Whether it be a branding campaign or a call to action, these poster designs show us that regardless of format, location, or subject, posters as a medium are as influential as ever.
Sean Freeman and Eve Steben of There is Studio were approached by DDB Paris with a carte blanche brief to illustrate their new brand positioning with the slogan “Unexpected Works” (above, left) which affirms that creativity is the most powerful when it comes out of nowhere. The idea was to create a colorful, lively, and bold typographic design that would catch the eye and resonate with viewers as something artistic rather than commercial, with an intriguing and exciting feel. Firm believers in “embracing artistic exploration and experiments, happy accidents, and making unexpected works,” Freeman and Steben quickly resonated with the project and weaved this ethos throughout their poster design. The final product features playful lettering and fluid dynamics, mixing various real-life and digital elements. The campaign resulted in a collection of billboards and “Affichage Sauvage” posters, also known as wild-posting, in unexpected places, and was accompanied by immense press coverage for their new branding launch.
Byoung il Sun is a graphic designer based in Seoul, South Korea, where he works as a professor in the Visual Information Design department at Nameseoul University. His latest poster entry, “Evil Flower” (above, right) was designed for the Press Arbitration Commission in South Korea to underline the gravity of fake news and its effects on the public sphere. This warning takes the form of cacti made of folded newspaper, covered in sharp thorns, with the headline “Fake News” visible on parts of the newspaper. The poster is a compelling visual representation of the harm disinformation and unfounded accusatory speech has on readers, and encompasses Sun’s desire that the rapid spread of fake news can be counteracted against.
For his posters and program notes designs for “Festival Duni 2021” (above, left), Italian designer Carlo Fiore incorporated historical art pieces to highlight the festival’s focus on the different cultural relationships connecting Mediterranean countries between the 13th and 17th centuries. Fiore presents the concerts as musical offerings using an array of decorative plates painted with elaborate patterns, rich colors, and calligraphy indicative of different periods in Mediterranean culture. Fiore’s posters proved to be a success with the festival’s large turnout despite the pandemic restrictions in place.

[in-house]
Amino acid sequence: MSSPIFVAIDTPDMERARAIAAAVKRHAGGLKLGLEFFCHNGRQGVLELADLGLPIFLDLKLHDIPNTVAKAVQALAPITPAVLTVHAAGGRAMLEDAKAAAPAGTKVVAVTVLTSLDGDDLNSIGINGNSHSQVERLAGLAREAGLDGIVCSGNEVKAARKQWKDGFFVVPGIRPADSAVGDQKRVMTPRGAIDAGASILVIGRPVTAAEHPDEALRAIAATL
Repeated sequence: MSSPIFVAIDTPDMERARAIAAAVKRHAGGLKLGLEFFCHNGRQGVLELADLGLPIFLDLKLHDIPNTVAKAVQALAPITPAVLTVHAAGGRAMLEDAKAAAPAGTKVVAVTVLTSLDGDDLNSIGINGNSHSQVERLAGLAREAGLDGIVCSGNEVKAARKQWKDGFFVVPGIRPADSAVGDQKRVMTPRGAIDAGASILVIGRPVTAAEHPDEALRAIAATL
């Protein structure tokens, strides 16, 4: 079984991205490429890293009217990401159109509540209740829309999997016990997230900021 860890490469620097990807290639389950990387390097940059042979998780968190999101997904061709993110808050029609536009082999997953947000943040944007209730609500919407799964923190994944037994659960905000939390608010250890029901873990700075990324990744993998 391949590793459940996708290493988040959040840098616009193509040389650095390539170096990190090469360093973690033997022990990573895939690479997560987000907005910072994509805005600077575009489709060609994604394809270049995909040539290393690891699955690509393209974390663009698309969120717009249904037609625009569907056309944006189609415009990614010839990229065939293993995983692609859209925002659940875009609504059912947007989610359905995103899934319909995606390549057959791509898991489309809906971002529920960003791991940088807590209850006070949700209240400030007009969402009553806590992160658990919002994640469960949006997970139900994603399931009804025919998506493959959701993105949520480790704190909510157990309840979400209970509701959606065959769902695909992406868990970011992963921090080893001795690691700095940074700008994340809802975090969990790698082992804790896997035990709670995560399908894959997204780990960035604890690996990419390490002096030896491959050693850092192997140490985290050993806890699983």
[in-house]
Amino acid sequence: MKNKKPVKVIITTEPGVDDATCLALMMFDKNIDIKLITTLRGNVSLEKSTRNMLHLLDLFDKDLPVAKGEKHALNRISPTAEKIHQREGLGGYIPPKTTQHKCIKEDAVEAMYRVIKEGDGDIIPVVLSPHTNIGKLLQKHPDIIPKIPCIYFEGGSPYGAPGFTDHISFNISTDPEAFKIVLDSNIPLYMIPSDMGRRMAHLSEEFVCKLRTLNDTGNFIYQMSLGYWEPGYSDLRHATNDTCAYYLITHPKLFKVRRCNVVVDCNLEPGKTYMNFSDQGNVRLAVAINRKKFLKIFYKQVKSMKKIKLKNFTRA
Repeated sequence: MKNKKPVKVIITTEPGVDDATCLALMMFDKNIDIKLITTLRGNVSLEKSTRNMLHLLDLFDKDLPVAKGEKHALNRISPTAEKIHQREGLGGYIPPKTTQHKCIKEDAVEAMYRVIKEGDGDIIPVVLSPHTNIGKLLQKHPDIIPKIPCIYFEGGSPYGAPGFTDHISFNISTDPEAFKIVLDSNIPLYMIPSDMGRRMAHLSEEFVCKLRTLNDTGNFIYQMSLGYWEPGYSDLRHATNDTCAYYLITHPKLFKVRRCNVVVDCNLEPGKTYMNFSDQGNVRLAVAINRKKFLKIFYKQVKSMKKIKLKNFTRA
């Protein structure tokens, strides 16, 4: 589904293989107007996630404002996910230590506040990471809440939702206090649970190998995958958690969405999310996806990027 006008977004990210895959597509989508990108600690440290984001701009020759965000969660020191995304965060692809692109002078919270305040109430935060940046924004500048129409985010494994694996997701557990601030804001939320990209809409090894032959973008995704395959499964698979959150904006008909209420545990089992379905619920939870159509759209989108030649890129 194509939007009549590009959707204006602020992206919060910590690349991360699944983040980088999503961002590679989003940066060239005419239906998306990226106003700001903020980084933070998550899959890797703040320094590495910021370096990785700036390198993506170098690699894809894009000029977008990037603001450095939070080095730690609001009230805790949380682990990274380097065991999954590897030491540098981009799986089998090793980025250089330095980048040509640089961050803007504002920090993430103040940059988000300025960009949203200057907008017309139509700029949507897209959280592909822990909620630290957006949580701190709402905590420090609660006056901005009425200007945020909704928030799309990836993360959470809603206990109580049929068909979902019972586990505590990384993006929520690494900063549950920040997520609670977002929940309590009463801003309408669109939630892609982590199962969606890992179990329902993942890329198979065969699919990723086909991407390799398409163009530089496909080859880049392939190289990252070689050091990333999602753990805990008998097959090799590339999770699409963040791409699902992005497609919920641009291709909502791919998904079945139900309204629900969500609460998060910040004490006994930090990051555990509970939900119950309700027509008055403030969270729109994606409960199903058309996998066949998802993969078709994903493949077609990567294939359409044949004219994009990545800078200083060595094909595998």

“The Balvenie Flavours” (above, right) was created by Owen Gildersleeve for the Scottish liquor company Balvenie 21. Considered “the most hand-crafted of single malts,” the company commissioned Gildersleeve to bring the company’s signiture drink to life through a series of handcrafted layered paper sets, conveying the flavor profiles of each whisky. To achieve the look, Gildersleeve drew up the set designs in Adobe Illustrator before each layer was cut out of sheets of colored paper, using different stock elements to add the variety of paper textures that are present in the design. The final layers and elements were mounted onto large sheets of foam board so they could be stood upright with bottles that sat on a concealed handmade plinth. Photographed by Mitch Payne, the poster came together as a beautiful representation of the whisky’s warm layers of vanilla honey and sweet fruit, and received wide acclaim once the campaign rolled out last year.
You can find our full list of Poster Annual 2023 entries at graphis.com!